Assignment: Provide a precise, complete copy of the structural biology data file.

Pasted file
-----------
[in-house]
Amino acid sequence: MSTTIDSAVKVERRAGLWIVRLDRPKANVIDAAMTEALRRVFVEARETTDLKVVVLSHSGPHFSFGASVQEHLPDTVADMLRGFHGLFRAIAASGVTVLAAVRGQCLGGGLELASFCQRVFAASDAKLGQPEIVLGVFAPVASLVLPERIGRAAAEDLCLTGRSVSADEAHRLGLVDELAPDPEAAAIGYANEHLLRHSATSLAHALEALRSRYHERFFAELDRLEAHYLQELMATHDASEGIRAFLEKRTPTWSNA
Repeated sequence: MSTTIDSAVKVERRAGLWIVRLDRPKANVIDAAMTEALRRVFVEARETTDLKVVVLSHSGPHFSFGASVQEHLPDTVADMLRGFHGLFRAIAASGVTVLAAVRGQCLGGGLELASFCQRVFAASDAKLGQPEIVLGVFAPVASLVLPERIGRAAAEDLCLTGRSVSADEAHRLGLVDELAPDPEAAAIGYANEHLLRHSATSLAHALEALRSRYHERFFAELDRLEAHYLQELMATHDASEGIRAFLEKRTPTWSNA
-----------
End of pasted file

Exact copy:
[in-house]
Amino acid sequence: MSTTIDSAVKVERRAGLWIVRLDRPKANVIDAAMTEALRRVFVEARETTDLKVVVLSHSGPHFSFGASVQEHLPDTVADMLRGFHGLFRAIAASGVTVLAAVRGQCLGGGLELASFCQRVFAASDAKLGQPEIVLGVFAPVASLVLPERIGRAAAEDLCLTGRSVSADEAHRLGLVDELAPDPEAAAIGYANEHLLRHSATSLAHALEALRSRYHERFFAELDRLEAHYLQELMATHDASEGIRAFLEKRTPTWSNA
Repeated sequence: MSTTIDSAVKVERRAGLWIVRLDRPKANVIDAAMTEALRRVFVEARETTDLKVVVLSHSGPHFSFGASVQEHLPDTVADMLRGFHGLFRAIAASGVTVLAAVRGQCLGGGLELASFCQRVFAASDAKLGQPEIVLGVFAPVASLVLPERIGRAAAEDLCLTGRSVSADEAHRLGLVDELAPDPEAAAIGYANEHLLRHSATSLAHALEALRSRYHERFFAELDRLEAHYLQELMATHDASEGIRAFLEKRTPTWSNA